BACKGROUND: When keratinized tissue width around dental implants is poorly represented, the clinician could resort to autogenous soft tissue grafting. Autogenous soft tissue grafting procedures are usually associated with a certain degree of morbidity. Collagen matrices could be used as an alternative to reduce morbidity and intra-operatory times. The aim of this study was to assess the efficacy of a xenogeneic collagen matrix as a substitute for soft tissue grafting around dental implants.
METHODS: Fifteen consecutive patients underwent a vestibuloplasty and keratinized tissue reconstruction around dental implants, both in the mandible and the maxilla, with a porcine collagen matrix. The so obtained keratinized tissues were measured and evaluated after 6 months and 1, 4, and 5 years.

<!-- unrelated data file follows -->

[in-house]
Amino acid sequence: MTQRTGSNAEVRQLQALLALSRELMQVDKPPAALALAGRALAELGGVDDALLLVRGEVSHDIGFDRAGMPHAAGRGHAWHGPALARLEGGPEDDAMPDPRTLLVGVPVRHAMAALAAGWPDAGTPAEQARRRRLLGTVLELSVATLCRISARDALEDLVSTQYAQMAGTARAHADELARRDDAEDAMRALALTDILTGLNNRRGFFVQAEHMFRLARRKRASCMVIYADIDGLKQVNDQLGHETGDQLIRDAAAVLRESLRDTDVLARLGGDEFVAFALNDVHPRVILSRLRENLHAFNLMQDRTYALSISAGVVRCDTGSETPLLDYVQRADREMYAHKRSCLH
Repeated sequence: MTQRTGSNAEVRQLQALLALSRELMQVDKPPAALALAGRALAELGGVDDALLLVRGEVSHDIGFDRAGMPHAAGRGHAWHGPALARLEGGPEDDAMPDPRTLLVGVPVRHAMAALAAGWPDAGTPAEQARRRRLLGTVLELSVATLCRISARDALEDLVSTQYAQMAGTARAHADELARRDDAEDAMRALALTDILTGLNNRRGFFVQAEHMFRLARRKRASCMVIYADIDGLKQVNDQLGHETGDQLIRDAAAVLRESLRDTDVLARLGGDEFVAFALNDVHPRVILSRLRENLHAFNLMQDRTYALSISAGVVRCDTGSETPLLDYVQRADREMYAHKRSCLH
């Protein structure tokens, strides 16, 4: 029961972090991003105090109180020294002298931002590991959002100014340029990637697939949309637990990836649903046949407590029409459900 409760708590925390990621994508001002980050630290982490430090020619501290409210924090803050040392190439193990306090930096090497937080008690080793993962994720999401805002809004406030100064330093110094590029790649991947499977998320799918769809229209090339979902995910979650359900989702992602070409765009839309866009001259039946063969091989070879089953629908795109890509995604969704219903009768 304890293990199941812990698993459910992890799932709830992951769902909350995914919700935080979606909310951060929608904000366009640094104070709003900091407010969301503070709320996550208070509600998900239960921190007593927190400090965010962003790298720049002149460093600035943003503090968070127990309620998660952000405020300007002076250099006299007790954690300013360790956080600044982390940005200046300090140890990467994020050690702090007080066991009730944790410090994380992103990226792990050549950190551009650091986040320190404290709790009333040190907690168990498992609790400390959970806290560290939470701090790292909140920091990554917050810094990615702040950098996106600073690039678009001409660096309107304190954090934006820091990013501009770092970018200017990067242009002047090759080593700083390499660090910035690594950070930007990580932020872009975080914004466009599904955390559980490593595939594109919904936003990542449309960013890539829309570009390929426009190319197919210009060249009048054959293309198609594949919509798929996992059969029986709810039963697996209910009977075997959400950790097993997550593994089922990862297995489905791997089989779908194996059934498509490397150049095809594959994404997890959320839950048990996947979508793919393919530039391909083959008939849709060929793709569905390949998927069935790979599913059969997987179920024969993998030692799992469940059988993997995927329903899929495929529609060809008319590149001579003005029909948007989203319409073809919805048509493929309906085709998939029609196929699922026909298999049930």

RESULTS: The average gain of keratinized tissue was 5.7 mm. After 6 months, it was observed a resorption of 37%, after 1 year 48%, and after 5 years 59%. The mean gain of keratinized tissue after 5 years was 2.4 mm. Hemostatic effect and post-operative pain were evaluated too. All subjects referred minimal pain with no bleeding. No adverse reaction nor infection was noted.
CONCLUSIONS: The present study showed the efficacy of a porcine collagen matrix in keratinized tissue augmentation. The possibility to use a soft tissue substitute is a great achievement as morbidity decreases and bigger areas can be treated in a single surgery.